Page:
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The Trump administration took another step toward replacing the Clean Power Plan with its proposed Affordable Clean Energy (ACE) rule, published on August 21, 2018. The Clean Power Plan was developed by the Obama administration in 2015, but was stayed by the Supreme Court the following year and never implemented.  

On Tuesday, February 9, 2016, the Supreme Court issued a stay on EPA’s Clean Power Plan (click here to learn more about the Clean Power Plan, and click here to learn more about the expected timeline of the stay). This stay calls into question whether some states will continue to implement policies associated with the Clean Power Plan, such as increased renewables and energy efficiency.

Last night, the Supreme Court shocked many of us when it took the unprecedented step of granting a stay of the EPA’s carbon-reducing Clean Power Plan before litigation against the rule has even been heard by the D.C. Circuit Court of Appeals. A stay is essentially a judicial pause button that halts the implementation of a regulation while challenges to it work their way through the court system. In doing so, the Supreme Court overruled the D.C.

In this series of posts, we explore how EPA has designed the Clean Power Plan to facilitate the buying and selling of credits representing emissions reductions at fossil-fuel fired power plants. Part 1 focuses on rate-based trading. Part 2 will explore how states can trade allowances representing tons of CO2 emissions.

EPA’s final Clean Power Plan differs from the version proposed last year in several non-trivial ways. In fact, the basic framework of the rule—the way in which the EPA sets states’ targets for emissions reductions and the options for meeting those targets—has changed. As part of our ongoing series of webinars on the final Clean Power Plan, Synapse will present a webinar next Tuesday that drills into the details of EPA’s new method for calculating states’ targets and the differences between the seven compliance pathways (of which there were two in the proposed rule).

EPA’s Clean Power Plan, released this past Monday, offers many more options for compliance than were available in the proposed rule. More on these pathways plus a link to detailed slide deck after the jump.

On August 3, EPA released the final version of its Clean Power Plan. This rule establishes emission reduction guidelines for existing power plants aimed at reducing carbon dioxide (CO2) emissions 32 percent below 2005 levels. The final rule includes some important difference from the version proposed last year. As public agencies, interest groups, and electric-sector experts scramble in the next days and weeks to first absorb and then analyze the rule, we offer our early assessment of the top eight things planners and advocates should know about the final Clean Power Plan, and compare each point to the proposed rule.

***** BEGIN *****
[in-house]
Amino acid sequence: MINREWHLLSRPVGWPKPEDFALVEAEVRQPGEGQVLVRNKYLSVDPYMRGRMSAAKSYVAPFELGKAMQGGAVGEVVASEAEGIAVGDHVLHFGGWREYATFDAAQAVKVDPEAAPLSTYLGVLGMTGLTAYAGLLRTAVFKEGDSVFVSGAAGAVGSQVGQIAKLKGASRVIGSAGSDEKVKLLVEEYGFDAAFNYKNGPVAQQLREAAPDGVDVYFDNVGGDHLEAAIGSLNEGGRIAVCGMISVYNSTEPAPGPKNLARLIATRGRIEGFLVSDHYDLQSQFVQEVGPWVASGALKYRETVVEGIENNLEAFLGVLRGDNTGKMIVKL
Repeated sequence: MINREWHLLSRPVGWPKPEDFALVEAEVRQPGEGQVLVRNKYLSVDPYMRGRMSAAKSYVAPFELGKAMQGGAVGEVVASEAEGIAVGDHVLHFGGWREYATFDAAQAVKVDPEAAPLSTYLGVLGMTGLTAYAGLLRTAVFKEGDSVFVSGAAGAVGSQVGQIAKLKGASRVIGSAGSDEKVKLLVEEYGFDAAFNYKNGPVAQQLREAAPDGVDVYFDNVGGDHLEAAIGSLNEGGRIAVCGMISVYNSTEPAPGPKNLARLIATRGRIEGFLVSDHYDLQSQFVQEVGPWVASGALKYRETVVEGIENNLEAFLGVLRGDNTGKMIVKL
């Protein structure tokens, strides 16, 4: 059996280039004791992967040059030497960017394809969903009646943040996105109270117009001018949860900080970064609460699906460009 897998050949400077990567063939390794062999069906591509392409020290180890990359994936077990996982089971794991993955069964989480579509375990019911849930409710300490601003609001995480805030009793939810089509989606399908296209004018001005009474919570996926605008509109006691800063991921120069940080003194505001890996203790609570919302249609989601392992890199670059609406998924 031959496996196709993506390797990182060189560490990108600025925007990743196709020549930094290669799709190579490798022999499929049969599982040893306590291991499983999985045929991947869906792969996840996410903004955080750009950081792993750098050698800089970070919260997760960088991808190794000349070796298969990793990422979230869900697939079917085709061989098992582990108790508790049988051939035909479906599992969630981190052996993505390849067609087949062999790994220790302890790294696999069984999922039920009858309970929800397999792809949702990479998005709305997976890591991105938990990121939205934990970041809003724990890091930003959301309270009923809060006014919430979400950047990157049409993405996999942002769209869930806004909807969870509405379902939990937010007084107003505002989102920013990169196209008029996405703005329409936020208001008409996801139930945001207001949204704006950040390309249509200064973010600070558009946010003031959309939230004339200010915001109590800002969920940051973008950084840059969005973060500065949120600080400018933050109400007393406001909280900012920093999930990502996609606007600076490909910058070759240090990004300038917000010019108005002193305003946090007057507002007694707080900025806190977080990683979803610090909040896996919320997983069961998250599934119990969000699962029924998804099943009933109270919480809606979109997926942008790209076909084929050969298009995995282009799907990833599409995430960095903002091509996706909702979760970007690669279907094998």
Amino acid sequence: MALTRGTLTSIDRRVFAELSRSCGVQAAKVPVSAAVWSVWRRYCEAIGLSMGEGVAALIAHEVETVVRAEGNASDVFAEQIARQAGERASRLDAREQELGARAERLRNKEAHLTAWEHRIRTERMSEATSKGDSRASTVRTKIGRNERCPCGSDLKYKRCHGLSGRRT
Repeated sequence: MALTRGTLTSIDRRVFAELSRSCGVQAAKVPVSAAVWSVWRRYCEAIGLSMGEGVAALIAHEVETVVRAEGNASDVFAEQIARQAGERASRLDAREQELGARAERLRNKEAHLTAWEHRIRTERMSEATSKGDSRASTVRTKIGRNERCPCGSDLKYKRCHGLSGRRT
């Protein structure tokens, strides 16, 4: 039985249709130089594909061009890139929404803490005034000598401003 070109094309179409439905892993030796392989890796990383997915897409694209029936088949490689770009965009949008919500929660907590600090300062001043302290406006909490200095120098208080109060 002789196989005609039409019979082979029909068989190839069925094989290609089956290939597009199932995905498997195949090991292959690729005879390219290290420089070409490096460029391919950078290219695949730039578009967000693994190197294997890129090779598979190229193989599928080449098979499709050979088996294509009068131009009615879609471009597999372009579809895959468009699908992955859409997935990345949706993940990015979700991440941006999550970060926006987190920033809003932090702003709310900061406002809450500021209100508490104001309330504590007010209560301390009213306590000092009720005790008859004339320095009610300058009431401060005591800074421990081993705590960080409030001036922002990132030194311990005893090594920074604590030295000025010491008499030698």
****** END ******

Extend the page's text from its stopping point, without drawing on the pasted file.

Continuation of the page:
Today, the U.S. Environmental Protection Agency (EPA) released the final version of its Clean Power Plan, the agency’s effort to regulate greenhouse gas emissions from power plants built before 2012. Since the proposed rule was issued as a draft over a year ago, utilities, state regulators, consumer advocates, and environmental groups have speculated about the final form, and what it might require. This isn’t the first rule that could spur substantial changes within the electricity sector.

Investing in high levels of clean energy and widespread energy efficiency programs can save money for a majority of households in each of the contiguous states, according to a Synapse modeling study released today. The analysis, part of a series of briefs on the impacts of EPA’s proposed Clean Power Plan on consumers, shows that households participating in state-sponsored efficiency programs can save an average of $35 on their monthly bills in 2030. Even non-participants will save money in 16 states.

The National Association of Clean Air Agencies (NACAA) yesterday released a technical document identifying a wide range of technologies, programs, and policies that agencies might employ to comply with EPA’s Clean Power Plan. The document, Implementing EPA’s Clean Power Plan: A Menu of Options, contains 26 chapters, each exploring a different approach to reducing emissions.

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